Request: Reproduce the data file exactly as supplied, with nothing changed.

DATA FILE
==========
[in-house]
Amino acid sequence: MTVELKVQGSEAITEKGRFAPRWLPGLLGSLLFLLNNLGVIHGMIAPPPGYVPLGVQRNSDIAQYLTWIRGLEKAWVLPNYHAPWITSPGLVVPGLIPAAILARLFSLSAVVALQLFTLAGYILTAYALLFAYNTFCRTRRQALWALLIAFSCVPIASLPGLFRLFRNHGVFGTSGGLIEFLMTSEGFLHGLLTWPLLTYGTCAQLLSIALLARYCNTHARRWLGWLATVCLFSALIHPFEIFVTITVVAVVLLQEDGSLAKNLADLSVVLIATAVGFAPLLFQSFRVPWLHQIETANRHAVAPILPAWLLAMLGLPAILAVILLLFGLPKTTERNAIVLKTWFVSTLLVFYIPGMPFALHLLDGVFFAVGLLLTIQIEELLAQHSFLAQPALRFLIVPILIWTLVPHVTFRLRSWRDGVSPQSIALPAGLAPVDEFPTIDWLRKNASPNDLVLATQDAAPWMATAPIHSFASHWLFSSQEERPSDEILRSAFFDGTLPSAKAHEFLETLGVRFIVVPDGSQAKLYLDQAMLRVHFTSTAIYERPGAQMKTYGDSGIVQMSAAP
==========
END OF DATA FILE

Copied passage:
[in-house]
Amino acid sequence: MTVELKVQGSEAITEKGRFAPRWLPGLLGSLLFLLNNLGVIHGMIAPPPGYVPLGVQRNSDIAQYLTWIRGLEKAWVLPNYHAPWITSPGLVVPGLIPAAILARLFSLSAVVALQLFTLAGYILTAYALLFAYNTFCRTRRQALWALLIAFSCVPIASLPGLFRLFRNHGVFGTSGGLIEFLMTSEGFLHGLLTWPLLTYGTCAQLLSIALLARYCNTHARRWLGWLATVCLFSALIHPFEIFVTITVVAVVLLQEDGSLAKNLADLSVVLIATAVGFAPLLFQSFRVPWLHQIETANRHAVAPILPAWLLAMLGLPAILAVILLLFGLPKTTERNAIVLKTWFVSTLLVFYIPGMPFALHLLDGVFFAVGLLLTIQIEELLAQHSFLAQPALRFLIVPILIWTLVPHVTFRLRSWRDGVSPQSIALPAGLAPVDEFPTIDWLRKNASPNDLVLATQDAAPWMATAPIHSFASHWLFSSQEERPSDEILRSAFFDGTLPSAKAHEFLETLGVRFIVVPDGSQAKLYLDQAMLRVHFTSTAIYERPGAQMKTYGDSGIVQMSAAP